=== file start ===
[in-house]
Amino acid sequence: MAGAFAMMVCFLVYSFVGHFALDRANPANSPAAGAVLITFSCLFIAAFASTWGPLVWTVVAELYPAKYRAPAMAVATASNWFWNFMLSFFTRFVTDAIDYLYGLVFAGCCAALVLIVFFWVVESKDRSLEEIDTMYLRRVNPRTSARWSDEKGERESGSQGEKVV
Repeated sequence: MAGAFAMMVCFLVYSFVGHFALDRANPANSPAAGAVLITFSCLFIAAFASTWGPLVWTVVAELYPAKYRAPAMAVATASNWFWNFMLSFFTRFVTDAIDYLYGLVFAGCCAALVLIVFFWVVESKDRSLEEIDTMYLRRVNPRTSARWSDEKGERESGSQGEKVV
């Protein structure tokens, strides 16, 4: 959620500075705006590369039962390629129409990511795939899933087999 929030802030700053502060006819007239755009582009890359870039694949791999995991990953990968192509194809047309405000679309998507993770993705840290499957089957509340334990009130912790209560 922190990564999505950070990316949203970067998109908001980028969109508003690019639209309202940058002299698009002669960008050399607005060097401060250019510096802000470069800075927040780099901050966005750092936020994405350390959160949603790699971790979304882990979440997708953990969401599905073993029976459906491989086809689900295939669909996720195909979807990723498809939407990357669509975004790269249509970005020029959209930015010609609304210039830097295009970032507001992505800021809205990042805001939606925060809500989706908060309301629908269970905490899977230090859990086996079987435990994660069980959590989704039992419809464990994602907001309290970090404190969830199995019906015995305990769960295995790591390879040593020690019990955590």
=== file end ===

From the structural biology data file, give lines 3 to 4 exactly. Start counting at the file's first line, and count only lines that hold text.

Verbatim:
Repeated sequence: MAGAFAMMVCFLVYSFVGHFALDRANPANSPAAGAVLITFSCLFIAAFASTWGPLVWTVVAELYPAKYRAPAMAVATASNWFWNFMLSFFTRFVTDAIDYLYGLVFAGCCAALVLIVFFWVVESKDRSLEEIDTMYLRRVNPRTSARWSDEKGERESGSQGEKVV
């Protein structure tokens, strides 16, 4: 959620500075705006590369039962390629129409990511795939899933087999 929030802030700053502060006819007239755009582009890359870039694949791999995991990953990968192509194809047309405000679309998507993770993705840290499957089957509340334990009130912790209560 922190990564999505950070990316949203970067998109908001980028969109508003690019639209309202940058002299698009002669960008050399607005060097401060250019510096802000470069800075927040780099901050966005750092936020994405350390959160949603790699971790979304882990979440997708953990969401599905073993029976459906491989086809689900295939669909996720195909979807990723498809939407990357669509975004790269249509970005020029959209930015010609609304210039830097295009970032507001992505800021809205990042805001939606925060809500989706908060309301629908269970905490899977230090859990086996079987435990994660069980959590989704039992419809464990994602907001309290970090404190969830199995019906015995305990769960295995790591390879040593020690019990955590």